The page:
How I Sent an Atheist to Church

And in all fairness to my atheist friend, this could also be titled, “How an Atheist Influenced a Church to Action”, but since I’m the author… well, you know. Now for the story!

Over the last couple of years, through blogging and Facebook, I’ve been enjoying a friendship with an atheist who lives in California. It’s been one of the most unexpected kinds of friendships, one that’s had its fair share of hot debates, as you can imagine. But also we’ve been able to nurture and respect one another, too.

Let’s be honest. Believers and atheists can get along… except when it comes to religion. It stems from the fact that each looks at the belief system of the other with sheer incredulity. It’s like this. The believer asks, “How can you be so blind to not see all the evidence of God? Are you that hard-hearted?” And the atheist asks, “How can you be so blind to all the evidence that crushes your fairy tale myths? Are you that dim-witted?” And on it goes.

I don’t know what my atheist friend might have garnered from me over these last couple of years, but speaking for myself, I have learned so many valuable things from him. If you listen to atheists and agnostics, they often level heavy critiques of religion and religious organizations that quite frankly ought to be just as alarming to religious people. If there’s an inconsistency, hypocrisy, a theological disparity, insincerity, or a failure to live up to what we say, they’re going to spot it a mile off and make some noise about it.

In that way, atheists and agnostics provide a healthy mirror for me. It’s challenging. I don’t always like or agree with what they point out. But I’d be a fool, and an arrogant fool at that, not to listen without being defensive.

So, in my recent conversations with my atheist friend, we got to talking about the aftermath of the Sandy Hook school shootings. He was deeply upset that Christians only appeared to be praying and encouraging people to pray instead of getting up to do something about this tragedy. That’s a fair critique. I have seen believers get way too stuck in piety while avoiding the call to step up and serve in Christ’s name. As the biblical prophet Micah reminds us:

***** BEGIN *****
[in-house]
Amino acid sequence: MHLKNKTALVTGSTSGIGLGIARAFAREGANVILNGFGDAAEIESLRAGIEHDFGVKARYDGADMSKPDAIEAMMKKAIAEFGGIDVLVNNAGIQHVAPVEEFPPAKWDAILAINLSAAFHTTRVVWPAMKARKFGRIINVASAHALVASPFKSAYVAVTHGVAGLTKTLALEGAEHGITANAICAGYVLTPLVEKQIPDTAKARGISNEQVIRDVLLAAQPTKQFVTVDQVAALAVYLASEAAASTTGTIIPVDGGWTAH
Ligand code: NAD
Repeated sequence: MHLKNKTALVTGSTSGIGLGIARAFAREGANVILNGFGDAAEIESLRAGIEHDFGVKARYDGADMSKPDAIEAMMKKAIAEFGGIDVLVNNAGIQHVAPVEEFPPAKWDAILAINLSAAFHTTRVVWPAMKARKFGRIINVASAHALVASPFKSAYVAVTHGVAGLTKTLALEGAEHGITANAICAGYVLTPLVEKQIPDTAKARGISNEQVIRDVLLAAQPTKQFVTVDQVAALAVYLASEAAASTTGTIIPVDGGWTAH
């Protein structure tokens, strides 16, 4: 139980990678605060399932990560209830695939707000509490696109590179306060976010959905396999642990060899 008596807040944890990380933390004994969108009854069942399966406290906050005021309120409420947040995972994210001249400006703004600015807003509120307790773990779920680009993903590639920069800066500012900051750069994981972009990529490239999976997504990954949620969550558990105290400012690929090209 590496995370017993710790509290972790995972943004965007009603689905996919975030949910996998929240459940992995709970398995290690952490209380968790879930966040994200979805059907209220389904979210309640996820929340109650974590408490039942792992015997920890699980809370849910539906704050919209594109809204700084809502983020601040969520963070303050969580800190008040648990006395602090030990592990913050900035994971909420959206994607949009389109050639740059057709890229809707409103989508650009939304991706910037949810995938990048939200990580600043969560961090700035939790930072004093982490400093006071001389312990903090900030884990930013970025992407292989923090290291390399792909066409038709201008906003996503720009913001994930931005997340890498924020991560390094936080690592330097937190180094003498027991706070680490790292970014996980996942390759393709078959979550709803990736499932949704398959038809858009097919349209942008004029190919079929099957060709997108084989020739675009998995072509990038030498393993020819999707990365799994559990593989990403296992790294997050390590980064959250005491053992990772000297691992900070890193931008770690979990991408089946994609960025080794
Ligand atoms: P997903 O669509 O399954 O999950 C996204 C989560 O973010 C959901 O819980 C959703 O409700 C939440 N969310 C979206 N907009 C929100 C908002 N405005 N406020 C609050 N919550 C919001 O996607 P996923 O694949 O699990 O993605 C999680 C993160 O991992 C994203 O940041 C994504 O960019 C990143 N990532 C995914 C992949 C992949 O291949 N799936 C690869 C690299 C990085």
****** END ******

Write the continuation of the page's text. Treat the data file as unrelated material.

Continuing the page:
Will the Lord be pleased with thousands of rams,
with ten thousand rivers of olive oil?
Shall I offer my firstborn for my transgression,
the fruit of my body for the sin of my soul?
He has shown you, O mortal, what is good.
And what does the Lord require of you?
To act justly and to love mercy
and to walk humbly with your God. (Micah 6:7-8)

My friend and I went back and forth on this for a bit, as we always do, and that’s when things got interesting. It was the Saturday after the shootings.

My friend put a challenge to me. He told me that if I would motivate my congregation to do something for the Sandy Hook school community, more than just pray, he would do some kind of religious practice of my choice: read a religious book, say prayers, or go to church. I told him, you’re on.

I scrambled, but on that Sunday morning, we did indeed pray for the Newtown community. And then, at my friend’s strong encouragement, we distributed consolation and Christmas cards, encouraging my congregation to write a note of sympathy to someone from the Newtown community. All in all, we collected 108 cards and have since then shipped them off to Sandy Hook Elementary School. This was due in large part to the healthy challenge my atheist friend gave my church and me.

He was right. We needed to do more than just pray. We needed to embody the mercy, healing, and presence of God that we prayed for, allowing for God to work through us to become part of the answer to our own prayers. (It goes without saying that the theological import of that last phrase is mine, not his. My atheist friend would probably just say, “Get off your holy butts and do something!” Fair enough.)
Glide Memorial Church

Well, a bargain is a bargain, so I asked my friend to choose a church of his choice and visit there on a Sunday. Afterwards, I’m looking forward to a reflection from him on his experience. I have no idea what God will do with this in his life. That’s up to God and up to my friend. I’m trusting in God’s goodness and loving faithfulness to make the difference, but again, that’s between them.

I’d like to think that believers and atheists can actually help each other. I know that atheists can help believers be more “gospel”, more true to who and what we say we are and believe. Can believers help atheists to see the reality of God? I’d like to hope so. Jesus has some practical instruction on that: